Barstool Sports founder Portnoy sues insider over posts alleging ‘violent’ sexual behavior

Topline

Barstool Sports founder Dave Portnoy sued Insider for defamation on Monday, after the digital outlet published a pair of stories in which several women accused Portnoy – a brash and controversial figure – of “violent and humiliating” sexual experiences. .

Highlights

Portnoy’s lawsuit was filed in federal court in Boston.

The lawsuit targets articles published by Insider in November and February that cite several women who said Portnoy filmed them having sex without permission and acted violently.

Insider reported that the women said their encounters with Portnoy started out consensual, but several said the experience “became violent and scary beyond what they would have accepted if asked.” according to Insider.

Portnoy accused Insider of “knowingly ignoring the truth”: His lawsuit claims that Insider’s stories insinuated that Portnoy had non-consensual sex, which he says is untrue, and cited the fact that some of the accusers remained in contact with Portnoy thereafter.

Before suing Insider, Portnoy’s attorney insisted the encounters were consensual and denied surreptitiously filming anyone, in a letter tweeted by Portnoy.

An Insider spokesperson said Forbes in a statement, the publication stands by its reporting and “will vigorously defend the case,” while Portnoy’s attorney, Andrew Brettler, did not comment further. Forbesand Barstool Sports did not immediately respond to a request for comment.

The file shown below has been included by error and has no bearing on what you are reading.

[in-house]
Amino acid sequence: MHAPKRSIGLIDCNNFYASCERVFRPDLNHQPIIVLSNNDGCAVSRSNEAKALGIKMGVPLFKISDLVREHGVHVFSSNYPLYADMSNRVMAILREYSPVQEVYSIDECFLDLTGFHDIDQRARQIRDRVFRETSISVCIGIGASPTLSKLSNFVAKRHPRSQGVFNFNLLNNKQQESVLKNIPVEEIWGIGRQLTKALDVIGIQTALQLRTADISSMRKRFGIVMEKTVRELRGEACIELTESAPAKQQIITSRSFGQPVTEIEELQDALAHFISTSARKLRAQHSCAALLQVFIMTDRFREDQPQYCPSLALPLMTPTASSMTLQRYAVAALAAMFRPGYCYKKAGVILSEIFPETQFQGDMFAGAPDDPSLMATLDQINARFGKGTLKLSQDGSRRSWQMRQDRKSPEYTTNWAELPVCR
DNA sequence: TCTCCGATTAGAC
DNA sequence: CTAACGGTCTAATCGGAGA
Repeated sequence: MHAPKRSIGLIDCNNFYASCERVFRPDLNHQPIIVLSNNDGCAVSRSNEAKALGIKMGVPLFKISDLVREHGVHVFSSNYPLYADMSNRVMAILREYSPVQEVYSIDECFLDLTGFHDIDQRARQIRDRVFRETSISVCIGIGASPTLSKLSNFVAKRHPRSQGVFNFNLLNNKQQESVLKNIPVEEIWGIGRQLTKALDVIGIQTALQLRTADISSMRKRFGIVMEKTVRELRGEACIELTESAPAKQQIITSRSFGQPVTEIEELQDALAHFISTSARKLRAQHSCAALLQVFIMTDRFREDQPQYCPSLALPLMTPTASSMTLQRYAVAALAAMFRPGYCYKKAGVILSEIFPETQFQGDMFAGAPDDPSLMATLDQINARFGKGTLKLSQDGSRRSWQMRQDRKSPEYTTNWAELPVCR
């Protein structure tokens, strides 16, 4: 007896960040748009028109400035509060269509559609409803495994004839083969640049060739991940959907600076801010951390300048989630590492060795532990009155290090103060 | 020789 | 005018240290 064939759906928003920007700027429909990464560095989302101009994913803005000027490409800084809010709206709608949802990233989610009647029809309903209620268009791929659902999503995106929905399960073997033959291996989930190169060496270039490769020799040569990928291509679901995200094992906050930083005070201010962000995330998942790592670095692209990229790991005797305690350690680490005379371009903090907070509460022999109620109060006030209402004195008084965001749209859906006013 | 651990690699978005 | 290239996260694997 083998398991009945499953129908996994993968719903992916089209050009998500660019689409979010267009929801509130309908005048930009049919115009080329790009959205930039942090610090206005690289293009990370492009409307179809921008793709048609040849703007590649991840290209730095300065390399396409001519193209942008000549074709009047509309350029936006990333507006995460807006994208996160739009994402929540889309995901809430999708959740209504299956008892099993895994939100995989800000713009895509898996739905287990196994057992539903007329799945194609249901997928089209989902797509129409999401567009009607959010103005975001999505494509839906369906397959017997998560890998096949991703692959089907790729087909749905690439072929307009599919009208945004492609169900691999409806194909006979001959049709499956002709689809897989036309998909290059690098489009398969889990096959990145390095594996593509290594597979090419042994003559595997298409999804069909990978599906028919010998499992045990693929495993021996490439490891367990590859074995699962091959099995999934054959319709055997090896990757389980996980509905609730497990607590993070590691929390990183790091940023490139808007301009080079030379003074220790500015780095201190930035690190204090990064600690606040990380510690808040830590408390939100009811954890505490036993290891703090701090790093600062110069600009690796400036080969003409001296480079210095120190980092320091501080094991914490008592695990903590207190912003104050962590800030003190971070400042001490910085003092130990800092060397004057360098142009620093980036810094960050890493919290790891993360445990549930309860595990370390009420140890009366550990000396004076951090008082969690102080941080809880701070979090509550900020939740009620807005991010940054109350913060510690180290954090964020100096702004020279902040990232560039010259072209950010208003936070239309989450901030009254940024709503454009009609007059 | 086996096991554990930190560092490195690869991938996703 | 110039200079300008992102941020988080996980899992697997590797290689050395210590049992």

Surprising fact

Portnoy’s lawsuit noted that both Insider stories were published within a day of Penn National Gaming, a casino operator that owns 36% of Barstool Sports, publishing its quarterly earnings reports, a trend that , according to him, was no coincidence. The Insider spokesperson said Forbes the outlet “didn’t time our story around their earnings.”

Key context

A Massachusetts native, Portnoy founded Barstool Sports in the early 2000s. The blogging company quickly gained a reputation for its irreverent and sometimes crude coverage of sports and pop culture, and for hosting rowdy parties for college students. . Investor Peter Chernin’s company bought a majority stake in the company six years ago, and Penn National Gaming also acquired a stake in 2020, valuing Barstool at $450 million. But both Portnoy and Barstool have courted controversy. He joked in 2012 that sexual assaults against unwitting women were a “grey area” (he later told the boston globe he didn’t want to make fun of rape victims), ESPN canceled a partnership with Barstool Sports after ESPN reporter Sam Ponder reported offensive comments directed at her by Barstool staffers, and some critics say they faced often misogynistic hatred from Barstool fans. after denouncing Portnoy.

Tangent

Several other high-profile figures have attempted to sue the media in recent years, with mixed results. President Donald Trump’s 2020 libel lawsuit against the New York Times and CNN were thrown out by federal judges, and a judge dismissed attorney and Trump opponent Michael Avenatti’s lawsuit against Fox News last year, though Sarah Palin’s libel suit against the Time make the trial Last week. It is often difficult for public figures to win libel suits against news outlets because, according to New York Times v. Sullivan of the 1964 Supreme Court, they generally must prove that a publisher knowingly printed false statements or acted with reckless disregard for the truth.

Amanda J. Marsh